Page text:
Consensus Economics Announces G7 & Western Europe 2015 Forecast Accuracy Award Winners

London, June 1, 2016: Consensus Economics, the world’s leading economic survey organization, has announced the recipients of its 2015 Forecast Accuracy Award (FAA). The FAA program recognises the achievements of a select group of expert country economic forecasters who have most accurately predicted the performance of GDP growth and Consumer Price Inflation for their targeted economies over a 24 month forecasting cycle.

United States Forecast Accuracy Winner

FAA winners vary from year to year and across variables, due to shocks, surprises and cyclical and structural adjustments. However, the winners of the 2015 FAA program have been recognised for their high quality research, their commitment to regular forecasts and their ability to identify most accurately the trends and levels of key indicators over the past two years.

2015 Forecast Accuracy Award Winners

Country Company Economists
United States HSBC Global Research Kevin Logan
Japan Credit Suisse Japan Economics, Credit Suisse
Germany M.M. Warburg & CO Carsten Klude
France Exane BNP Paribas Jean-Baptiste Pethe
United Kingdom RBS Ross Walker
Italy Citi European Economics Giada Giani
Canada Capital Economics David Madani
Euro zone JP Morgan Greg Fuzesi
Raphael Brun-Aguerre
Marco Protopapa
Netherlands Theodoor Gilissen Bankiers N.V Ineke Valke
Norway Nordea Markets Nordea Markets
Spain Citi European Economics Antonio Montilla
Sweden Goldman Sachs Lasse Holboell W. Nielsen
Switzerland Swiss Life Asset Managers Marc Brűtsch
Sylvia Walter
Claudia Bernasconi

Consensus Economics collects forecasts from over 700 economists around the world each month. It was founded in 1989 to measure consensus expectations, which are seen as macroeconomic forecast benchmarks by investment and planning managers, as well as government and public sector institutions, who find the data it collects useful, timely and accurate.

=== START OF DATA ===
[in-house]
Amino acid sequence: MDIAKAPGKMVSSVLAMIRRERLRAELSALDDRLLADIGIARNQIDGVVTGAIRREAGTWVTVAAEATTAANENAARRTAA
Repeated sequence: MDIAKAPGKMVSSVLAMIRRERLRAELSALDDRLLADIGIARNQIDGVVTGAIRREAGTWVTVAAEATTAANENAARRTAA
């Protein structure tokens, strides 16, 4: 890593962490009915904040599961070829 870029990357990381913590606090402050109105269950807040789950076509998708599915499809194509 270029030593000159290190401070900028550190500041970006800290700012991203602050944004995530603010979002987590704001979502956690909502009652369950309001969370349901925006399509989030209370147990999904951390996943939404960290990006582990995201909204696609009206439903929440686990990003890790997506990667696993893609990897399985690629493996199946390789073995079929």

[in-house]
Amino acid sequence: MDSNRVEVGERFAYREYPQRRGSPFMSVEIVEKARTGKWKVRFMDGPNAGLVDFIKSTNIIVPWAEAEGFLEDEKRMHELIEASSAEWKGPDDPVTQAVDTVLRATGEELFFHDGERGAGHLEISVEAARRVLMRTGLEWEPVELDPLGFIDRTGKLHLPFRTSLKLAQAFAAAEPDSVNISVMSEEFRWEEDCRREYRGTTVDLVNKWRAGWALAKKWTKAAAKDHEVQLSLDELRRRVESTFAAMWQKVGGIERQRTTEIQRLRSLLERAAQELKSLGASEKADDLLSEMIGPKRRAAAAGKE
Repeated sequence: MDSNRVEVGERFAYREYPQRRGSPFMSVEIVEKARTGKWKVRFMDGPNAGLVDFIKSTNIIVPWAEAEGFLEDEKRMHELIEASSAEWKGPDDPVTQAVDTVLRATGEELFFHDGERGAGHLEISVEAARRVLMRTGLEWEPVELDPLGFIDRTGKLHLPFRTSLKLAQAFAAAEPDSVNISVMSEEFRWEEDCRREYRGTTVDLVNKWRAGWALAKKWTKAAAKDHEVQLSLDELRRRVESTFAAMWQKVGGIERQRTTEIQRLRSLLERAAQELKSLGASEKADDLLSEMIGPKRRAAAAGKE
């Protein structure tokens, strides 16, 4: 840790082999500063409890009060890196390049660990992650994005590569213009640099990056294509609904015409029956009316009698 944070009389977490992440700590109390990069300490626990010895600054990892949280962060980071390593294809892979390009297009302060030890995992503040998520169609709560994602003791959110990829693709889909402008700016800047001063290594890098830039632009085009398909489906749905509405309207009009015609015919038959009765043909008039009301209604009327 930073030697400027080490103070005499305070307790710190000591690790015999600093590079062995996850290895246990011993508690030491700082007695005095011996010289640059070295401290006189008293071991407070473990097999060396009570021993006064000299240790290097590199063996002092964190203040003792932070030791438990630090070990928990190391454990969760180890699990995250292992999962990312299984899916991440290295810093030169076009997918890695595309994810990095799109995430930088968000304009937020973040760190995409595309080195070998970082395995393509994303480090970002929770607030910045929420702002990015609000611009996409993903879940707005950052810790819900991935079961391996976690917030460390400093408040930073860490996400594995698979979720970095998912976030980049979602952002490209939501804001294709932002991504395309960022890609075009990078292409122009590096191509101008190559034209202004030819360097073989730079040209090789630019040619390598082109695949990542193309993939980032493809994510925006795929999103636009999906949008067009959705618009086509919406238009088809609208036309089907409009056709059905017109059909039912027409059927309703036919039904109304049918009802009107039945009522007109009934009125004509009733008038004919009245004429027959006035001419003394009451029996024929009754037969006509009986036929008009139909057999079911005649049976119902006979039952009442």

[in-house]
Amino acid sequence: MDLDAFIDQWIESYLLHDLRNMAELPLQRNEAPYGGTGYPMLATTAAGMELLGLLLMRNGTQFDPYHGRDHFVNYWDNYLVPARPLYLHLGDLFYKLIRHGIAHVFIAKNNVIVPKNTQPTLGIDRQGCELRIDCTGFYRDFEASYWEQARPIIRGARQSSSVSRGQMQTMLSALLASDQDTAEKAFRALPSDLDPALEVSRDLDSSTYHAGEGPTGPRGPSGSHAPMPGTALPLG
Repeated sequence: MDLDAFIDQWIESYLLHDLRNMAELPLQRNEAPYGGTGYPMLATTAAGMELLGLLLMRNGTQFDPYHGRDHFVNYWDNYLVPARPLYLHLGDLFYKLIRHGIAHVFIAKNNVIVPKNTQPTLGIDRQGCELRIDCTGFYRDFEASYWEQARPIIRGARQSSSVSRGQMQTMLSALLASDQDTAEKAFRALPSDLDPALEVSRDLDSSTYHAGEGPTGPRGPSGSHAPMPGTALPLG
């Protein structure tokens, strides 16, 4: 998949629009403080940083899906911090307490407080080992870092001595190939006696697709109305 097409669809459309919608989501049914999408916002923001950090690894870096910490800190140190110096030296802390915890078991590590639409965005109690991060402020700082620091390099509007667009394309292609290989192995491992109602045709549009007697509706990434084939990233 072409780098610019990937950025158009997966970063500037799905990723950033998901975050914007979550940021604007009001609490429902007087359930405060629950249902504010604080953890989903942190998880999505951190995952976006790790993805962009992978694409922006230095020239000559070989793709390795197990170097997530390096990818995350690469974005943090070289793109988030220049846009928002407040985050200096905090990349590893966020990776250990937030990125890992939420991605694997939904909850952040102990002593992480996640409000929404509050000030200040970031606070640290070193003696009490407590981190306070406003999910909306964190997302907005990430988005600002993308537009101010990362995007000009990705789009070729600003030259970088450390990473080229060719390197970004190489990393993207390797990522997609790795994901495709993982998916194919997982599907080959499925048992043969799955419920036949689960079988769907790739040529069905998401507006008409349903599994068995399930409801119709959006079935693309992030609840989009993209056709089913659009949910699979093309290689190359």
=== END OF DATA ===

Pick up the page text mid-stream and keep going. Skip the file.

Each monthly Consensus Forecasts publication shows the average (mean) forecasts, as well as individual forecaster predictions. It is distributed in hard-copy, PDF, and Excel formats, and is also available across the major statistical data platforms. Download a Sample


Forecast Accuracy Awards – Methodology Note 

The Forecast Accuracy Awards are determined using Mean Absolute Error analysis. The errors measured are the differences between the forecasts and the actual data outturns. The forecaster with the lowest average error rate is deemed to have been the most accurate over the testing period.

The Forecasts Used The forecasts we examine are our panellists’ monthly survey contributions for 2015 Real GDP growth and 2015 Consumer Price Inflation expectations (annual average % change). We began collecting these forecasts in January 2014, and stopped in December 2015, providing up to 24 monthly data points to test for each variable during each forecasting cycle.

The Outturns Used The outturns we use as a comparison to the forecasts are the official estimates of GDP, usually released 3-4 months after the final quarter of the subject year. Inflation outturns are timelier, and usually released within one month of the year end. The official estimates we used for the 2015 Forecast Accuracy Awards were the most recent available as of April 2016.

The Calculation When calculating the error (the difference between the forecast and the outturn) we look at the absolute error, ignoring sign, as errors resulting from over-estimation and under-estimation are equally undesirable. We then calculate the mean average absolute error for the forecasts of each panellist for both GDP and CPI over the 24 month forecasting period.

Establishing the Most Accurate Forecaster To determine the most accurate forecaster for a given year, we average the mean absolute error rates for GDP and Inflation and identify the panellist with the lowest overall error rate. Smaller errors are best when considering accuracy, and to win the award requires the panellist to have been reasonably accurate across both GDP and Inflation variables over the 24 month forecasting horizon.

Qualification To be considered for the award, a panellist needs to have participated consistently and for a high proportion of our monthly surveys over the 24 month forecasting period. This ensures that a panellist does not gain an advantage through non-participation, or by only providing forecasts toward the end of the 24 month cycle, when the steady release of official data can assist forecasters in making revisions.